You will, most likely, have a two-part reaction to the video, above, of Weezer in the studio recording a jingle for State Farm. Part 1: “Ah, what the hell, Weezer? It's like you're sitting at home actively thinking of ways to make yourselves seem lamer. Would it have killed you to at least write a song for a commercial for something awesome, like vodka or blunt wraps or something?” Part 2: “Wait, hold on a second — this song is amazing.” And it is now that second part that Vulture would very much like you to focus on.
Yes, it's incredibly odd that Weezer has chosen the occasion of a car-insurance-company jingle to momentarily recapture a sound that a vocal subset of their fan base has long clamored for (this basically sounds like a Pinkerton B-side, specifically “Getting Up and Leaving”). But isn't the more important takeaway here the fact that Rivers Cuomo, who long ago evolved into a prolific, slick-hit-writing mercenary, is able to so convincingly ape his former self? Maybe, next time, he'll actually do it on a Weezer album! Okay, sing along now: “Whenever you're driving / and wherever you're bound / on freeways and byways / the whole country round / you'll feel better knowing / any time, any where / that like a good neighbor / State Farm is there.”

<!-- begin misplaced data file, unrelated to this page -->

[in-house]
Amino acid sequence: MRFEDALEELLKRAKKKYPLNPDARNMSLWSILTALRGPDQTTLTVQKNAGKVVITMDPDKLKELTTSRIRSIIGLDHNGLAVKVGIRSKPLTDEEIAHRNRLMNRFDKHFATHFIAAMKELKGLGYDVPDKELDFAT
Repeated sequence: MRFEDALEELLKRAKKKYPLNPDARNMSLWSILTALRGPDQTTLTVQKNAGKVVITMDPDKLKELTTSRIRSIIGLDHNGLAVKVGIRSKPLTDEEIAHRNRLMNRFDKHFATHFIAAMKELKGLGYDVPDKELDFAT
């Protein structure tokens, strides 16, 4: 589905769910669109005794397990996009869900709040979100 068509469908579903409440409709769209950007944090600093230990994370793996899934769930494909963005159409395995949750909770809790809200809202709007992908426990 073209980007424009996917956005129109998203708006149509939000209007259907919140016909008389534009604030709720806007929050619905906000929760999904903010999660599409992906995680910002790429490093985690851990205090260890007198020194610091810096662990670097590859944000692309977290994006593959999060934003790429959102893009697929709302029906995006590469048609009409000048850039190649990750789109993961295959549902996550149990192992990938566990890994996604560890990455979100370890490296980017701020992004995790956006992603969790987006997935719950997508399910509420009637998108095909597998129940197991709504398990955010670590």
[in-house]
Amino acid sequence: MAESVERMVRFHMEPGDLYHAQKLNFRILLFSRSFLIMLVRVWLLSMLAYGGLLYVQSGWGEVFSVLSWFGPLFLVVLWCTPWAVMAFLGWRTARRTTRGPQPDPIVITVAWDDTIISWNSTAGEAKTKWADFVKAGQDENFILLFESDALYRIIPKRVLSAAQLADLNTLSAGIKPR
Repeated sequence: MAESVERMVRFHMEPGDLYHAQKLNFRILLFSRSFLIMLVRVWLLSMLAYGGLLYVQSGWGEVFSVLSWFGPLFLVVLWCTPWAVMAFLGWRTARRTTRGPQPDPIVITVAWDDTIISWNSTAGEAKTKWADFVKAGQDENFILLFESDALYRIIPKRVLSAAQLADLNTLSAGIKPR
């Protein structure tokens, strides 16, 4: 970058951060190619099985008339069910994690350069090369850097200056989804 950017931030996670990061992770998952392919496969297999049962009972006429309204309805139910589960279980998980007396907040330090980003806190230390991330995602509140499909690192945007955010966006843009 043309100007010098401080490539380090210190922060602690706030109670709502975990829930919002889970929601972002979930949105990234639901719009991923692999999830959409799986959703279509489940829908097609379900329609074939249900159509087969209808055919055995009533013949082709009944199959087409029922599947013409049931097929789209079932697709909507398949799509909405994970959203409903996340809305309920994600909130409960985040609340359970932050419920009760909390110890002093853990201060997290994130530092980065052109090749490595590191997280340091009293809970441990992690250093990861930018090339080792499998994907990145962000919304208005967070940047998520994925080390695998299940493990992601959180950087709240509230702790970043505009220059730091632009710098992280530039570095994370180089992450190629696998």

Continuing with their semi-fascinating quest ... [Pitchfork/Tumblr]